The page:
January 3, 2017

The Impact of Driver Fatigue on Driver Retention and Their Careers

The Impact of Driver Fatigue on Driver Retention and Their Careers

Let’s face it: No matter how professional or highly-skilled your truck drivers are, they will never be able to overcome their natural need for sleep.

No one can.

Considering how driver fatigue can lead to tragic losses for truck drivers as well as trucking companies, fleet managers and owners ought to make sure that their drivers are adequately rested.

More than just the obvious impact that driver fatigue can cause to driver’s health and the company’s overall output, let’s dig deeper and uncover its impact on driver retention and their careers.

Before we dive deep down that rabbit hole, however, let’s talk about some of the work conditions that contribute to driver fatigue and some of its symptoms. That way, you’ll have a better idea of what to look out for when trying to address the problem.

5 Common Contributors of Driver Fatigue

5 Common Contributors of Driver Fatigue

  • Extended graveyard shift
  • Working unreasonably long hours
  • Lack of quality sleep
  • Very early start times
  • Working irregular hours

While several factors can cause driver fatigue, these are some of the most common reasons that contribute to it. If you find that your drivers are exposed to any of the points above, it would be prudent for you to adjust the way you handle your drivers to keep them from experiencing driver fatigue.

Another route fleet managers can take to figure out what’s causing their drivers high levels of fatigue is to run surveys.

With the use of ELDs, fleet managers can send messages to their drivers directly to ask them what they feel is causing them too much fatigue. Once a fleet manager has collected enough data from drivers, the trucking company can now make changes on how they run their business operations.

Symptoms of Driver Fatigue

Symptoms of Driver Fatigue

Driver fatigue is so insidious because it often comes unannounced and undetected. Drivers can be mentally fatigued without feeling fatigued at all. Some studies even reveal how drivers are often unable to assess their own levels of fatigue accurately. They are just shocked at how their bodies are at their limits which, at that point, is often too late.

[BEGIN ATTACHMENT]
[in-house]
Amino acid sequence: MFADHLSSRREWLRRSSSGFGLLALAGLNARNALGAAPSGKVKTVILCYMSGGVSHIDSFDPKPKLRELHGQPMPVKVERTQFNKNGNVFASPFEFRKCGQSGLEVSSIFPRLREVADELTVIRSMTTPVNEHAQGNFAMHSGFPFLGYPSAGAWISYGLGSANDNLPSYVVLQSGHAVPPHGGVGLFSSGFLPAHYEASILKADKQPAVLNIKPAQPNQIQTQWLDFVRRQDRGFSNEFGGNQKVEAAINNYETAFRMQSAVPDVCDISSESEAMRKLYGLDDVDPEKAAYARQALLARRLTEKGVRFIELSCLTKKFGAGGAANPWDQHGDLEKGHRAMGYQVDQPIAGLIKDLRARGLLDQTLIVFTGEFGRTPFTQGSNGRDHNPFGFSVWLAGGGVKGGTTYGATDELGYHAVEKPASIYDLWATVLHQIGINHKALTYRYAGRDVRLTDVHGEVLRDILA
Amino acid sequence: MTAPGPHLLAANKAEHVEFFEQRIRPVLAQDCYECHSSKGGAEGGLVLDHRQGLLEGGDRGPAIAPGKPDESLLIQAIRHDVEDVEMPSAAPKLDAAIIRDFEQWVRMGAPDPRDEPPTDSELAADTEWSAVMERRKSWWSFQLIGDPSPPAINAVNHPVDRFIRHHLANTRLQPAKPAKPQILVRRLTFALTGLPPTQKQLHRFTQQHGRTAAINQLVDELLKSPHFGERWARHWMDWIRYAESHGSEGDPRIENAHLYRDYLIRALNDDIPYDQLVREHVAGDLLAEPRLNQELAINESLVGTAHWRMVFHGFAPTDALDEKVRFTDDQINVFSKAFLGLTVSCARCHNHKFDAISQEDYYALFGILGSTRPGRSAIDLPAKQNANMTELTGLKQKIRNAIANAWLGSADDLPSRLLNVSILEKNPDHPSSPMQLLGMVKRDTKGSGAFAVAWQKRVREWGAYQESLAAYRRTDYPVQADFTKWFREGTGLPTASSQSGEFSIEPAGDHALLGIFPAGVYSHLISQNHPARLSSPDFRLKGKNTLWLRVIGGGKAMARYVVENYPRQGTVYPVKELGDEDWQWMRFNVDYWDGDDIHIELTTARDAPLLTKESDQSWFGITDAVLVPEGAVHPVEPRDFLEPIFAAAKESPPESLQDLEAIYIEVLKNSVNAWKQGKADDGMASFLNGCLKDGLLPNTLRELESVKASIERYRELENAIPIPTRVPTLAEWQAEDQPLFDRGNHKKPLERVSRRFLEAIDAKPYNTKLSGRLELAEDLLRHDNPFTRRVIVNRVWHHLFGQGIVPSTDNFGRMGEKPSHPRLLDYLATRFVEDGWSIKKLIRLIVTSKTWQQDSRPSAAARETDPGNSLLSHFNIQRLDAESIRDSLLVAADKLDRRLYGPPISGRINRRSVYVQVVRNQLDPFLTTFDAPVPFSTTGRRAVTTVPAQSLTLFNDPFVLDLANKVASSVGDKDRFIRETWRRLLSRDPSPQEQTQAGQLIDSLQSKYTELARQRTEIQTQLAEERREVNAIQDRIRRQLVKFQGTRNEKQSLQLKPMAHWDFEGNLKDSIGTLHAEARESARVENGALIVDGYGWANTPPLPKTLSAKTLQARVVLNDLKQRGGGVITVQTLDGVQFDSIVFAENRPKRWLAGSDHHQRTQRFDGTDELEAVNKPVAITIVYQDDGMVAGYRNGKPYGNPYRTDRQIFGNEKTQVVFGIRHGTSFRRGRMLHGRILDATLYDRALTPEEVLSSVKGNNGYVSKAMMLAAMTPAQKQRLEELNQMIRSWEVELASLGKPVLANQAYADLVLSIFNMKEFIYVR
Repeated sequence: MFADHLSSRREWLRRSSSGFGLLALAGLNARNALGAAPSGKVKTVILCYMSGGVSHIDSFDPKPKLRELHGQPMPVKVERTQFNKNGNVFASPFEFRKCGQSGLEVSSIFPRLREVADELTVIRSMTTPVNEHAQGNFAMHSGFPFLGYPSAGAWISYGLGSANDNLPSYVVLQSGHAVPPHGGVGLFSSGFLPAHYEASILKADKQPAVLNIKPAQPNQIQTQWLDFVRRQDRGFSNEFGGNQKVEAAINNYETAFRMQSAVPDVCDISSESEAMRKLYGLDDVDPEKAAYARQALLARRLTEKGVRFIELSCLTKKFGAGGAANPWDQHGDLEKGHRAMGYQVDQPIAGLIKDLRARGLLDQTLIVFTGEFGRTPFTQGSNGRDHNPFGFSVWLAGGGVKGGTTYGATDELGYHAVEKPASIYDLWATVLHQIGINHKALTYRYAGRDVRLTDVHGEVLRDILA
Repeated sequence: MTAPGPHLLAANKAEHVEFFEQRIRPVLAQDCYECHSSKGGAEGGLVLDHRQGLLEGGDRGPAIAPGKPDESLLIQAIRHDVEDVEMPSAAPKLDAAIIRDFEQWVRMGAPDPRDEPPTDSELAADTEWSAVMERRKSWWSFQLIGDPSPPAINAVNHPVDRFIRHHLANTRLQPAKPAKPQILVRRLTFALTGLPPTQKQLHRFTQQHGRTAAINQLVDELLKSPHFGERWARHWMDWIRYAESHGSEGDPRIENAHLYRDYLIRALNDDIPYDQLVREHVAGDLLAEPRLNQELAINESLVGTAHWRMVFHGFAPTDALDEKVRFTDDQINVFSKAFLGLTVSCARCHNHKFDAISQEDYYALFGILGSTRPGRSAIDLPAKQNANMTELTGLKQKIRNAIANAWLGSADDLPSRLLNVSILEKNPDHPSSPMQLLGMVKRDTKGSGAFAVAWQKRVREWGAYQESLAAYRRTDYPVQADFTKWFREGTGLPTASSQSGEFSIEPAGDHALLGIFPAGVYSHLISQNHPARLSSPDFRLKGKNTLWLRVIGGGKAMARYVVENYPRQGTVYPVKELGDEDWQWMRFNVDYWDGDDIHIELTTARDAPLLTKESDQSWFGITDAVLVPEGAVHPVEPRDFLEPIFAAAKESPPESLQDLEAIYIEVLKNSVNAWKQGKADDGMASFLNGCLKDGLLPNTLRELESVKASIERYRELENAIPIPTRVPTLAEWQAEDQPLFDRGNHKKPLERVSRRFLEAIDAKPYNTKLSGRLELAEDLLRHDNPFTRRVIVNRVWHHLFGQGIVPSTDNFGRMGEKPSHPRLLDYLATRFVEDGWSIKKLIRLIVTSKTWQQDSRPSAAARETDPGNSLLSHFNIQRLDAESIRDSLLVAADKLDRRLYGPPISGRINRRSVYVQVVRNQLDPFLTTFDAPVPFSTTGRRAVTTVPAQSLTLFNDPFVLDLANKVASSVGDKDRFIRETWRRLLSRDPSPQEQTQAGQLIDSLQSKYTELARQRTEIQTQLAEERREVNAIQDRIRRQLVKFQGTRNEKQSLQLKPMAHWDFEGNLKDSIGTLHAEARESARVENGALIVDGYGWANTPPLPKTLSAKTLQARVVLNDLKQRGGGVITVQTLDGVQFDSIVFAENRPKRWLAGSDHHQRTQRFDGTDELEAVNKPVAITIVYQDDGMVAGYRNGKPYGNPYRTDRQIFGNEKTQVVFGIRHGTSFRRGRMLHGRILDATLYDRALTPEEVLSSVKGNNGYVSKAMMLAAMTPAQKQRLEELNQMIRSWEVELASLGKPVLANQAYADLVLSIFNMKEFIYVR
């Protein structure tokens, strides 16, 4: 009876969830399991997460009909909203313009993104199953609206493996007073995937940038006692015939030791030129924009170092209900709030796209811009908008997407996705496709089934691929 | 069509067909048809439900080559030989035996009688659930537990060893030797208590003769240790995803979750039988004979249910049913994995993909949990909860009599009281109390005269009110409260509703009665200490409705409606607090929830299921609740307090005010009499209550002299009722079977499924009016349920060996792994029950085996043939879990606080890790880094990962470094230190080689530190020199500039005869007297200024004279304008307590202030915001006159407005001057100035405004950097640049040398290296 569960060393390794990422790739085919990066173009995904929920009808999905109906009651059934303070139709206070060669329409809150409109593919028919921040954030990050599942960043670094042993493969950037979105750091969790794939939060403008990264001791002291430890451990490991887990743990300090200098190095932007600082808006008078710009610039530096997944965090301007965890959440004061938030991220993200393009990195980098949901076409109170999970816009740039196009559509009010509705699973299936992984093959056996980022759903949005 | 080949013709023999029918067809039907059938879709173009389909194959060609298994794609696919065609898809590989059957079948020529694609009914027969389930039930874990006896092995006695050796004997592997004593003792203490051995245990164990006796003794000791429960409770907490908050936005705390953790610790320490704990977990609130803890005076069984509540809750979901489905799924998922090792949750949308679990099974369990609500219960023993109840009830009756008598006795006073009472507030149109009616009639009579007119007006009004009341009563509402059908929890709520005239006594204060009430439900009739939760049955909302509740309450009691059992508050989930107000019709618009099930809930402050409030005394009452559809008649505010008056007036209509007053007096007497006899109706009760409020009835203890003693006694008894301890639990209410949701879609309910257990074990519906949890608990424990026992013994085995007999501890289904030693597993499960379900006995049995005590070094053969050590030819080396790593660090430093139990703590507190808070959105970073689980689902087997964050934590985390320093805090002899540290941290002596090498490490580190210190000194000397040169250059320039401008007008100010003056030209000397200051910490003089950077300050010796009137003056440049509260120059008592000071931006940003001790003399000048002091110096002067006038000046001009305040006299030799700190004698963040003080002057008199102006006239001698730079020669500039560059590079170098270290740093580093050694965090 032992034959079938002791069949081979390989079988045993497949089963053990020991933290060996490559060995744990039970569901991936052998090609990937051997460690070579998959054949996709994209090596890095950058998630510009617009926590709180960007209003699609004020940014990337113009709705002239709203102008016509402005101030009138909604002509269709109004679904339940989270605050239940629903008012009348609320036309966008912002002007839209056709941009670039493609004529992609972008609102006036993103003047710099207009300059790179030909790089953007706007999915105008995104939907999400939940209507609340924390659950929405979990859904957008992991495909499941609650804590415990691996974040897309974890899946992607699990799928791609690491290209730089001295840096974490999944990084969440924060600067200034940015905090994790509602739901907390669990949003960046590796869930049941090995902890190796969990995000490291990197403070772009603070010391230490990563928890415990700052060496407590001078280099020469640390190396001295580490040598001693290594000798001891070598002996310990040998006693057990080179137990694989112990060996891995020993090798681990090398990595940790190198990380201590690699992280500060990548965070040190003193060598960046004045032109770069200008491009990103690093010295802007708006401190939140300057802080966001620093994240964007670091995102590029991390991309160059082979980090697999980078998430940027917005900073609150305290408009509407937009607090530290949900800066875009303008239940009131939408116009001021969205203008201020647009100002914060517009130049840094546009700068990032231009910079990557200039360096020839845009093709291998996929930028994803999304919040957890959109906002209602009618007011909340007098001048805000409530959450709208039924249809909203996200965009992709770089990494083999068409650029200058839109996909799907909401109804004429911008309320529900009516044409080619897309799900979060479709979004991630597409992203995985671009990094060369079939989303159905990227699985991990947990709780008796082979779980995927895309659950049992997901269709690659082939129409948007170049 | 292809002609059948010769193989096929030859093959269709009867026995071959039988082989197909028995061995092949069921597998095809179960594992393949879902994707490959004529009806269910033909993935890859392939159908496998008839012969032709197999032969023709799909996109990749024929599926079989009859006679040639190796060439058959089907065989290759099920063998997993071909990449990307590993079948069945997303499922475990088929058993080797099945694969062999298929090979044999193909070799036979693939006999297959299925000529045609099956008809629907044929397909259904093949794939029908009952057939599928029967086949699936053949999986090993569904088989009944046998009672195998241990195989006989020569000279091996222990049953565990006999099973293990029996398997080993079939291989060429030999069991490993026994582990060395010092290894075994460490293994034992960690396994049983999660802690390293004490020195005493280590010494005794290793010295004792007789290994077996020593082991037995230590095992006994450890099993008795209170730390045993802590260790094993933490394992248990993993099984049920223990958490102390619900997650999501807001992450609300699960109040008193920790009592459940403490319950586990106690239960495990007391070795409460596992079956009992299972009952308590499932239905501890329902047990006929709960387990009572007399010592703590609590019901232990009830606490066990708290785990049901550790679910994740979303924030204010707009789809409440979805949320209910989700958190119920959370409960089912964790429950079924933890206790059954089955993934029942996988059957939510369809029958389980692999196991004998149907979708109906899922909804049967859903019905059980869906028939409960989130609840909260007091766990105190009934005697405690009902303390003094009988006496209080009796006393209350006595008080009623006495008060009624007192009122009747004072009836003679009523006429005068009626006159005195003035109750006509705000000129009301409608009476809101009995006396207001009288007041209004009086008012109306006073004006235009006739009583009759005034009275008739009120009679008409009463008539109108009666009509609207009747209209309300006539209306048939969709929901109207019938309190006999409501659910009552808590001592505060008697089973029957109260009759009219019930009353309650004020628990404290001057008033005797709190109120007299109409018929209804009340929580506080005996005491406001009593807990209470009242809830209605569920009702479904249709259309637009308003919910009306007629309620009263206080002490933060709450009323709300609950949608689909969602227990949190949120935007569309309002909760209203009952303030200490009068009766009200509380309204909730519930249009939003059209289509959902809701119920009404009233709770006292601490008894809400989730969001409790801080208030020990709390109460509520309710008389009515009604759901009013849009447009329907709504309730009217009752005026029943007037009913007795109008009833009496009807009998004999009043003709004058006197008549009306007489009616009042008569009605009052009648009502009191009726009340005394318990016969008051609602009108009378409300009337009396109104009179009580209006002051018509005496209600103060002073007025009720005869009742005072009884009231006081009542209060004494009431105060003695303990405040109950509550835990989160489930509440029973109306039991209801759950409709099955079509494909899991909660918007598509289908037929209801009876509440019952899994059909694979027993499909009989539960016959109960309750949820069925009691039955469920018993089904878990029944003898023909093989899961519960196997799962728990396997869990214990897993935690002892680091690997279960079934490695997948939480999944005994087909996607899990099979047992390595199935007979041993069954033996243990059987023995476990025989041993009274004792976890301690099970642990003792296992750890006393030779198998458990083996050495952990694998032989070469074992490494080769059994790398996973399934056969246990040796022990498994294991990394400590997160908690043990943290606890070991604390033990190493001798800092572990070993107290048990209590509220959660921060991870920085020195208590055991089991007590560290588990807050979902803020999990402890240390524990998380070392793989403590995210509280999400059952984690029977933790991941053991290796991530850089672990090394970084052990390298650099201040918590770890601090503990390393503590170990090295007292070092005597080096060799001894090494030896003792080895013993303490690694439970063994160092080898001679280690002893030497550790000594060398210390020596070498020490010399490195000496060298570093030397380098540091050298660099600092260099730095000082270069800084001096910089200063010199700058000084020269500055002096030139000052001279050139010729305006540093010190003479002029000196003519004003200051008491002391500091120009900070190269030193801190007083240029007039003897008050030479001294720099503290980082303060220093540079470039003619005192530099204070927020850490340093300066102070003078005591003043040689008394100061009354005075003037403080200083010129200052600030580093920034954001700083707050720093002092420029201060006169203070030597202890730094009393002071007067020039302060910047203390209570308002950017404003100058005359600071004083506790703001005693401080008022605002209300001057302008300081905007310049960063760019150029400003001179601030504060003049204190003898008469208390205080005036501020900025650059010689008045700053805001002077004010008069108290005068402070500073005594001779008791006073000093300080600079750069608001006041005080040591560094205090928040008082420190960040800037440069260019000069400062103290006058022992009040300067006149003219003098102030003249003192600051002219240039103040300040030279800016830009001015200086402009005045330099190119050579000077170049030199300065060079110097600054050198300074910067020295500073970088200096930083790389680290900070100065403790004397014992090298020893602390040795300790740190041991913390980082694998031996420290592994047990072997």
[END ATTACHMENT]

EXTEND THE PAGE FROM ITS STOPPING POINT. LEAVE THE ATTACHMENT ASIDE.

To give your drivers a fair warning about driver fatigue, you can share these symptoms with them.

  • Missing your exit
  • Wandering thoughts
  • Daydreaming while you’re driving
  • Cramps and stiffness
  • Deviating from your lane
  • Yawning
  • Zoning out
  • Heavy or sore eyes

The Impact of Fatigue on Drivers & Their Careers

The Impact of Fatigue

1. High Turnover Rate for Drivers

It goes without saying that if your drivers feel they’re overworked to death, they are bound to look for other trucking companies who will treat them better.

This conundrum is quite tricky to handle. While you need to make sure that your drivers have enough time off of their work, drivers also do not appreciate not having enough miles. It is not uncommon for truck drivers to look for other companies to work with if they feel they aren’t utilized enough by their current trucking company.

Solution: Fleet managers and trucking company owners need to make sure their drivers have enough miles in their workload. They can easily track their drivers’ miles or their number of driving hours by using their ELD’s logbook app.

Fleet managers can also review drivers’ behaviors or driving patterns for signs of fatigue. Seeing an unusually high number of sudden breaks and turns can be an indication that the driver had a slow reaction time. Slow reaction time is often an indication of fatigue.

2. Lack of Motivation

When your drivers are fatigued and exhausted, their focus is on coping with their existing workload. They won’t have enough energy to pursue career growth.

Solution: Be sure to give your drivers adequate time to rest so they can think about advancing their careers instead of simply “getting by” with their daily routine.

When you’ve reached the point where you know that your drivers are well rested, you can then implement incentive programs or bonuses to keep them pumped.

3. Your Drivers Will Continually Seek Greener Pastures

Because your drivers hate working with you due to them always getting overworked, they will proactively look for other trucking companies that they can work with.

Solution: Show your drivers that you are genuinely concerned about them. In addition to giving them ample amount of time to rest, you can also help them with their nutrition by sharing diet plans, health tips, and free health checkups.